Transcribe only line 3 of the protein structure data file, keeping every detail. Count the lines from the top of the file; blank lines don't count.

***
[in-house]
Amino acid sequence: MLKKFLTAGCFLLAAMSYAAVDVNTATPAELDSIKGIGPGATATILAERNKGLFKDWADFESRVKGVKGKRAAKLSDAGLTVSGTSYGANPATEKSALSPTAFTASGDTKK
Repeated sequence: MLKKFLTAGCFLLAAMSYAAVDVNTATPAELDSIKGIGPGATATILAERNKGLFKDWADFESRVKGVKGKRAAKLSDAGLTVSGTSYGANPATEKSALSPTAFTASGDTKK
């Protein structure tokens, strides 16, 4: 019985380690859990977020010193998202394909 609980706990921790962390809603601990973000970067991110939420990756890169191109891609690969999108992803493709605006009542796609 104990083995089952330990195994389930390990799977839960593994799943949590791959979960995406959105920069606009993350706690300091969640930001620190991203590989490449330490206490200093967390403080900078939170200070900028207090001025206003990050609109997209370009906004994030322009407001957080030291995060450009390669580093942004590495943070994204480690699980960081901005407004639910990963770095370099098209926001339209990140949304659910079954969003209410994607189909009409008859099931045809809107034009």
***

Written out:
Repeated sequence: MLKKFLTAGCFLLAAMSYAAVDVNTATPAELDSIKGIGPGATATILAERNKGLFKDWADFESRVKGVKGKRAAKLSDAGLTVSGTSYGANPATEKSALSPTAFTASGDTKK